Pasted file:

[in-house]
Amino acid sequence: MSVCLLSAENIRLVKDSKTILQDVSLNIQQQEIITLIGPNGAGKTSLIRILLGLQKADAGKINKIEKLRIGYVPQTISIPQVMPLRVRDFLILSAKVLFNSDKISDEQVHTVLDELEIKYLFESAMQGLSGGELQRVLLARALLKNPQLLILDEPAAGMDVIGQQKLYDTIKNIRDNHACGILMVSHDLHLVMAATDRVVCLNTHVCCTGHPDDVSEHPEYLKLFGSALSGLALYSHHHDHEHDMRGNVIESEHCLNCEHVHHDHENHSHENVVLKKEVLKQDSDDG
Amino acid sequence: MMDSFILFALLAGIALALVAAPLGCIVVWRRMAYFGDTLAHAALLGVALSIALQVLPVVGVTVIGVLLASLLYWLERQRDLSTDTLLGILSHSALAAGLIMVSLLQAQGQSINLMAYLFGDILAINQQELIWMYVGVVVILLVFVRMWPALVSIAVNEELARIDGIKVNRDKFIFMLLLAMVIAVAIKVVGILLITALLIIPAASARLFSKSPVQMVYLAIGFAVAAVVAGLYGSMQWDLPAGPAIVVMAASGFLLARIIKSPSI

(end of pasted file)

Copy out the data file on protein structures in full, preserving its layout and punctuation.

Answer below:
[in-house]
Amino acid sequence: MSVCLLSAENIRLVKDSKTILQDVSLNIQQQEIITLIGPNGAGKTSLIRILLGLQKADAGKINKIEKLRIGYVPQTISIPQVMPLRVRDFLILSAKVLFNSDKISDEQVHTVLDELEIKYLFESAMQGLSGGELQRVLLARALLKNPQLLILDEPAAGMDVIGQQKLYDTIKNIRDNHACGILMVSHDLHLVMAATDRVVCLNTHVCCTGHPDDVSEHPEYLKLFGSALSGLALYSHHHDHEHDMRGNVIESEHCLNCEHVHHDHENHSHENVVLKKEVLKQDSDDG
Amino acid sequence: MMDSFILFALLAGIALALVAAPLGCIVVWRRMAYFGDTLAHAALLGVALSIALQVLPVVGVTVIGVLLASLLYWLERQRDLSTDTLLGILSHSALAAGLIMVSLLQAQGQSINLMAYLFGDILAINQQELIWMYVGVVVILLVFVRMWPALVSIAVNEELARIDGIKVNRDKFIFMLLLAMVIAVAIKVVGILLITALLIIPAASARLFSKSPVQMVYLAIGFAVAAVVAGLYGSMQWDLPAGPAIVVMAASGFLLARIIKSPSI